Listening to my partner record intro stuff for a course she's teaching and she just did an entire section on "please, for the love of dog, learn to copypaste errors into google".

It's so bizarre to me that people can make it to advanced university courses without being exposed to that concept. How do people even use computers? I have observed cases of error messages that explicitly tell you what to do being trouble-ticketed and then resolved when the technician repeated the instructions in the error message word for word

@alexandra suddenly remembering that one time in college I had a really incompetent professor who was trying to help another student with some Java error message, which very clearly said they were trying to run a thing that was compiled for an incompatible version of the JVM

"okay so do you have main() defined?"


they just believe in magic. they have no idea about anything, and if you try to teach them, they put their head in the sand, start making things up, and continuing the "i don't know anything at all i was born three seconds ago" narrative.

@emily depending on the schools you went to, you might have learned everything by rote or direct instruction and never been forced to seek knowledge on your own. it's different from my experience, but I can imagine that it's possible to live like that, especially if you aren't particularly intelligent but still have a decent memory

@emily They don't. And that's not me trying to be a sassy asshole: my professor friend (teaching undergrad CS) talks about having to relate concepts to iOS or ChromeOS for things to click, and about how there is a Genius Bar in software engineering (Stack Overflow), you just have to be willing to do the upfront triage.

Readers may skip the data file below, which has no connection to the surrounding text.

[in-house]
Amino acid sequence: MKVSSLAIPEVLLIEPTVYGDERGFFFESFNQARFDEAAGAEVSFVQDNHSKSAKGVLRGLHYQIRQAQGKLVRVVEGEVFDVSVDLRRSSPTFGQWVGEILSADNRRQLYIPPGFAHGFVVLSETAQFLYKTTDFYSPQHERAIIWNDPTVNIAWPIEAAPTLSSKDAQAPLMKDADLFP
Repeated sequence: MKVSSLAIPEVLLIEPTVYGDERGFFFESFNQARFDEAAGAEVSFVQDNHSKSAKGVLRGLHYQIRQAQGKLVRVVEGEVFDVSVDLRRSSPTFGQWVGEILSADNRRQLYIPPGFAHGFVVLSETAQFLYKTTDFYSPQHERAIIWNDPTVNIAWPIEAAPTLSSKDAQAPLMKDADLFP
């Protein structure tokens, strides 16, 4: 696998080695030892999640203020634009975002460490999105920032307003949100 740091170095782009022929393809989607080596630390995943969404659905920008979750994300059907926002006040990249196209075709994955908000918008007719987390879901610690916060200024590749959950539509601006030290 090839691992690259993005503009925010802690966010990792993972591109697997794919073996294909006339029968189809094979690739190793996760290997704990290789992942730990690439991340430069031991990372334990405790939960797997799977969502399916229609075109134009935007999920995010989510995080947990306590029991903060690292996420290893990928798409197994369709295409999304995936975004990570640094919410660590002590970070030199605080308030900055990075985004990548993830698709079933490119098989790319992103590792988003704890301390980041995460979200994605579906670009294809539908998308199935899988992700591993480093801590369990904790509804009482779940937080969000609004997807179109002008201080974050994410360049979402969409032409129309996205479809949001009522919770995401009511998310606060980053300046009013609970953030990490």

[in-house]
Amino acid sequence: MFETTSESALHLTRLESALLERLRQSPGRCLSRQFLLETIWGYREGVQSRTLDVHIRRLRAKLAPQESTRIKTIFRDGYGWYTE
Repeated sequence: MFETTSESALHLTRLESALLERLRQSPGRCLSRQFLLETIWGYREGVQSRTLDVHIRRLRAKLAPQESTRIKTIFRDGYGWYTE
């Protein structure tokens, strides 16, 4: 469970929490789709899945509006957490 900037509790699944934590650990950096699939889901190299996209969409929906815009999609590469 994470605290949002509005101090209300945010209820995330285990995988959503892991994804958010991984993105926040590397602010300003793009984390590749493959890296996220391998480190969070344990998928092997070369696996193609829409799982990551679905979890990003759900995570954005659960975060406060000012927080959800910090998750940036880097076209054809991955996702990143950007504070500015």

Computers, and especially anything resembling what we're familiar with, seem to be falling rapidly out of fashion. And our education system willfully doesn't teach how to *think*

@emily On that last point: think about how much of public K12 is dedicated towards getting kids to regurgitate some shit for a standardized test, and towards punishing those who walk too near the edge of the line. That's not a culture that teaches how to *think*, that's a culture that creates obedient factory workers.

@klardotsh The sequel/epilogue to this story: this intro stuff was about downloading and installing R, and she mentioned that there were different downloads for different operating systems (because that's how compiled native binaries work), and she got at least one email asking whether the differences between the operating systems and how you install programs on them would be on the test

@emily That last factor is exactly my problem with American (arguably globally modern) education culture. "Is it on the test?" fam it's gonna be on the test of *life*, fucking learn a thing every so often

@klardotsh or maybe it won't, and you'll never have to install R on another operating system.

or maybe some new OS will take over the market share of the three that are currently popular, and then OH SHIT MY STATISTICS COURSE DID NOT PREPARE ME FOR INSTALLING A PROGRAM ON THIS STRANGE NEW THING, WHAT DO I DO

@klardotsh the thing that's actually on the test of life is being able to adapt to situations that are not exactly 100% identical to one you've seen in a class

@klardotsh @emily I once taught a game dev workshop to highschoolers and they had no idea how to "copy paste" on a computer because they had only ever used phones. this was ~10 years ago...

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